The U.K. is erecting a wall on the other side of the Channel, in France, in an attempt to keep refugees and migrants out, The Guardian reports. The "big, new wall" in the port city of Calais will be completed by the end of the year, and stand 13 feet high and stretch just over half a mile long, running along the main road where migrants often block the motorway with debris as they try to climb aboard trucks heading to the U.K. Plants and flowers will be used to make what residents are calling "the great wall of Calais" less of an eyesore.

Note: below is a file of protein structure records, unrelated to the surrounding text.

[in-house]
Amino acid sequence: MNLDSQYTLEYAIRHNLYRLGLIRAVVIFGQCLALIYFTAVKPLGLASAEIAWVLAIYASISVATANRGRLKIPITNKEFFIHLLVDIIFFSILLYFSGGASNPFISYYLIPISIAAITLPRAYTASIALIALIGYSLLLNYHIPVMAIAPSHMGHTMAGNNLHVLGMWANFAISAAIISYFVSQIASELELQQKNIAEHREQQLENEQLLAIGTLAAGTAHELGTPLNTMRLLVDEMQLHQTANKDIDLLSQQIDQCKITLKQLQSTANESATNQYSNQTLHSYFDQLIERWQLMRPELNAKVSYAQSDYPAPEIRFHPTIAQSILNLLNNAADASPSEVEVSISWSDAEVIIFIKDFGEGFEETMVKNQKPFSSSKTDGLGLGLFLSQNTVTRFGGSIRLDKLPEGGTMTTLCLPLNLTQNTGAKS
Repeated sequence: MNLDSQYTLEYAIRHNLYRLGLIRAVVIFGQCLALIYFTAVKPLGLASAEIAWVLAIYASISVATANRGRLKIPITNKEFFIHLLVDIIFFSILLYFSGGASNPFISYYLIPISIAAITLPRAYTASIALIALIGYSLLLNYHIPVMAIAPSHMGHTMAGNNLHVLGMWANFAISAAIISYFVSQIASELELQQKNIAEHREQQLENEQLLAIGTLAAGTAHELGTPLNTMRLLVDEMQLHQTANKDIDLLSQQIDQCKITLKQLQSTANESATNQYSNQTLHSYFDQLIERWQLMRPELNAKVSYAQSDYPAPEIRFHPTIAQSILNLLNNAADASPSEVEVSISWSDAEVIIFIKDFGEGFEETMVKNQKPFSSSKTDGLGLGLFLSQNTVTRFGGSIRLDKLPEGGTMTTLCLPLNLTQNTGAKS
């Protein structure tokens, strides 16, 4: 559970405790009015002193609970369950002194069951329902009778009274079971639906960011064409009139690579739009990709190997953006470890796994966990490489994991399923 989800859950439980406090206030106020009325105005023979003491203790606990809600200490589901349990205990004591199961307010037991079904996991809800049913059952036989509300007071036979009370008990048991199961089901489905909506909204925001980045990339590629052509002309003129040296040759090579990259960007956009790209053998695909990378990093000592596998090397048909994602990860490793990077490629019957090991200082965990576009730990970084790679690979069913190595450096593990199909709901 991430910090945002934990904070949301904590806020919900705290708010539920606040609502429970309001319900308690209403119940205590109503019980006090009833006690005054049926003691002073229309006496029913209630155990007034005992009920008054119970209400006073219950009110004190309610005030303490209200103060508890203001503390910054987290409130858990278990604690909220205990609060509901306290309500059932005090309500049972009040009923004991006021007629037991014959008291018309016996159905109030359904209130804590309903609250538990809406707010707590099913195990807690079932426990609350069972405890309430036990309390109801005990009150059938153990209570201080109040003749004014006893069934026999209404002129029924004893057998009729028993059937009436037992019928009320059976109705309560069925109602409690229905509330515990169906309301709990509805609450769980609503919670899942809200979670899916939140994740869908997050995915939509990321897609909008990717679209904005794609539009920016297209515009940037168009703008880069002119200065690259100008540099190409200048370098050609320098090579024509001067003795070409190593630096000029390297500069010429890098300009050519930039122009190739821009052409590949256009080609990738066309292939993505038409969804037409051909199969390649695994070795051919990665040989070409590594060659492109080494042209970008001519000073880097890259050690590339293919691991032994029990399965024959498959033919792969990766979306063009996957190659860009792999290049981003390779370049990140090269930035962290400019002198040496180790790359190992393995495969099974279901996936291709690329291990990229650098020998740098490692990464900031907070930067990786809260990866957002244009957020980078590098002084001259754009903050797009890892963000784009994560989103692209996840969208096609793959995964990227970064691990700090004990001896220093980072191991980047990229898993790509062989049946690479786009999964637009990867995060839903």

"People are still getting through," immigration minister Robert Goodwill said. "We have done the fences. Now we are doing the wall."
Others are skeptical. "When you put walls up anywhere in the world, people find ways to go around them. It's a waste of money. It could make it more dangerous for people, it will push up tariffs for people-smugglers and people will end up taking more risks," François Guennoc, who works with a French aid group in Calais, told The Guardian.
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The wall is part of an approximately $22.8 million package between the French and the British meant to tighten security in the port city, which is near the major French refugee camp known as "the Jungle."
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